Another part of Aristotle’s definition of a virtue is that the virtues do not exist in isolation; they are facets of a virtuous person. Divergent definitely treats the virtues as separate goals to pursue, and even vacillates on the question of whether different virtues are actually opposed to each other. Four is more correct than Tris when it comes to this question, telling her in the first book that “I want to be brave, and selfless, and smart, and kind, and honest.” But Tris disagrees, saying: “It doesn’t work that way. One bad thing goes away, and another bad thing replaces it. I traded cowardice for cruelty.” She honestly believes that one person cannot have two virtues.
I hoped that by the end of the series, Tris and Four would espouse a more accurate understanding of virtue, but the last book, Allegiant, leaves the reader with the message, “Every faction loses something when it gains a virtue: the Dauntless, brave but cruel; the Erudite, intelligent but vain; the Amity, peaceful but passive; the Candor, honest but inconsiderate; the Abnegation, selfless but stifling.” I do not accuse Roth of intentionally confusing teenagers about the nature of virtue, but I think she lacks a coherent, correct understanding of virtue. Unfortunately, this translates into potentially dangerous misconceptions about virtue in impressionable readers.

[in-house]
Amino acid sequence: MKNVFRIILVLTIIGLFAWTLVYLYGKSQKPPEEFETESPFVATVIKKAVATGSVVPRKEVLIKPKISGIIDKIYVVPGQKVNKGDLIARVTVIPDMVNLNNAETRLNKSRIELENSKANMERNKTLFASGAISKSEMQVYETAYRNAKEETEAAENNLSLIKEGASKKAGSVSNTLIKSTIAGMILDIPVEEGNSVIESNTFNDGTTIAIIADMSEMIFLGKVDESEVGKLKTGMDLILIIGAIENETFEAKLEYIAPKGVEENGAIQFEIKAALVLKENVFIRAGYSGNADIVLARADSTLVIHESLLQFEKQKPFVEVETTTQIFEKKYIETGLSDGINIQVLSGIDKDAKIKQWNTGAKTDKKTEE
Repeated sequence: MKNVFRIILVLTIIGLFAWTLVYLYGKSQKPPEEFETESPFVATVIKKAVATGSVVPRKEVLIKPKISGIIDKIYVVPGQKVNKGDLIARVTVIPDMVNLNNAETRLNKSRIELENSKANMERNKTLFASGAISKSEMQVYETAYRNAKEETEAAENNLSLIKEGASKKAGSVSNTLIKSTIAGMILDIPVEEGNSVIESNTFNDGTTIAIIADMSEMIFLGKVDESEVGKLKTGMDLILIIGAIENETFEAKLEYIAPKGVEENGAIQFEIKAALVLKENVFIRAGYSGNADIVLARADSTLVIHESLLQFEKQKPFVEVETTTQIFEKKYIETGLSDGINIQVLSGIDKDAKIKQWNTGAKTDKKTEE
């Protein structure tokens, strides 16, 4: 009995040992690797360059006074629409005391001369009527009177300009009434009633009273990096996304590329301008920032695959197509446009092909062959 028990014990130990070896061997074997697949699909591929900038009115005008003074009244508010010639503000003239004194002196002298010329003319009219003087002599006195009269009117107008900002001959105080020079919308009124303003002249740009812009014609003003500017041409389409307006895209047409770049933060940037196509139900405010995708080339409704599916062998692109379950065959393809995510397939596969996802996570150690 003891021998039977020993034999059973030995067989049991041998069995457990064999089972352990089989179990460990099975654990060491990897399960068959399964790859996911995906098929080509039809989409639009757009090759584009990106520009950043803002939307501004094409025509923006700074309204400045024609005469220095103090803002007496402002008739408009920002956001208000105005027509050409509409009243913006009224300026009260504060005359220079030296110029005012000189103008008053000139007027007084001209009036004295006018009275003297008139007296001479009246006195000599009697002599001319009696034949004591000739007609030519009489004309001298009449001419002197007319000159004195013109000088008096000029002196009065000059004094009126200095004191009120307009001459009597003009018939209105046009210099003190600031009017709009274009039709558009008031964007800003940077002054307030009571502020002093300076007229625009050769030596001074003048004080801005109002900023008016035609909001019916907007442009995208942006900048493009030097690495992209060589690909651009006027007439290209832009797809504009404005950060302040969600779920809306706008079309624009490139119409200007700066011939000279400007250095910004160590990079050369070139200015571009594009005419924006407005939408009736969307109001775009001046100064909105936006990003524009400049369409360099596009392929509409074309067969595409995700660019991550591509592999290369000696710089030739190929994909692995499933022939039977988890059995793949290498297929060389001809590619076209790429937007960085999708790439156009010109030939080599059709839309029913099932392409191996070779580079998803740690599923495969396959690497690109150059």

Considering the sexual content, violence, lies, agendas, and shaky philosophy, I advise not having your teenagers read Divergent. In case you’re still unsure, let’s talk about the ending of the series.
Spoiler here, but Tris dies near the end of Allegiant, so the trilogy ends with a devastated Four receiving life advice from Tris’ best friend Christina. The important take away for teenagers here from the surviving main characters? “Sometimes life really sucks. But you know what I’m holding on for? … The moments that don’t suck. The trick is to notice them when they come around.”